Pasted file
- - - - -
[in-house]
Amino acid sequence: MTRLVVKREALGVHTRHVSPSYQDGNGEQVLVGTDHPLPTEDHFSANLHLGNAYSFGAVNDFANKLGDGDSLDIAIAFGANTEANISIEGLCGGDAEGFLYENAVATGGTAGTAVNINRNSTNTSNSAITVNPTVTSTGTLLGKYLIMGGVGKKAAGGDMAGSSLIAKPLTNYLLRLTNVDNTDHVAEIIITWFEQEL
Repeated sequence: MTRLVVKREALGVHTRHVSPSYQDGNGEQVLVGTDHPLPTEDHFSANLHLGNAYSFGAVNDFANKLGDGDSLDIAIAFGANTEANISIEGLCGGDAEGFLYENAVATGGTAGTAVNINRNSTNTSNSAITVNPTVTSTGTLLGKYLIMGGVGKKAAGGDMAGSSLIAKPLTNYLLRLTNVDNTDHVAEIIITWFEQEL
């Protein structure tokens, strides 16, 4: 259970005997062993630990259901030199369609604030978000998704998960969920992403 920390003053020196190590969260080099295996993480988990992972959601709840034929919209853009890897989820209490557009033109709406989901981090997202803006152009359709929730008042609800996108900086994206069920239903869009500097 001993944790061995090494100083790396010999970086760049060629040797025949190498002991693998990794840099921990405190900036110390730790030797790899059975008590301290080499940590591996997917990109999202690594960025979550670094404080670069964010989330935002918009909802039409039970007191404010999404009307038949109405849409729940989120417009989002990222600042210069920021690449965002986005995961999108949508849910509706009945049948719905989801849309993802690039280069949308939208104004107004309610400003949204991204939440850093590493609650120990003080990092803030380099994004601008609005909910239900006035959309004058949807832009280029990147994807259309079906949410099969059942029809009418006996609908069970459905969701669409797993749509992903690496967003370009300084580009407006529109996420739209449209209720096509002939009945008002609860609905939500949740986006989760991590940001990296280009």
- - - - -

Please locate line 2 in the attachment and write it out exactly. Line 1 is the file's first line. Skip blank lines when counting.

Amino acid sequence: MTRLVVKREALGVHTRHVSPSYQDGNGEQVLVGTDHPLPTEDHFSANLHLGNAYSFGAVNDFANKLGDGDSLDIAIAFGANTEANISIEGLCGGDAEGFLYENAVATGGTAGTAVNINRNSTNTSNSAITVNPTVTSTGTLLGKYLIMGGVGKKAAGGDMAGSSLIAKPLTNYLLRLTNVDNTDHVAEIIITWFEQEL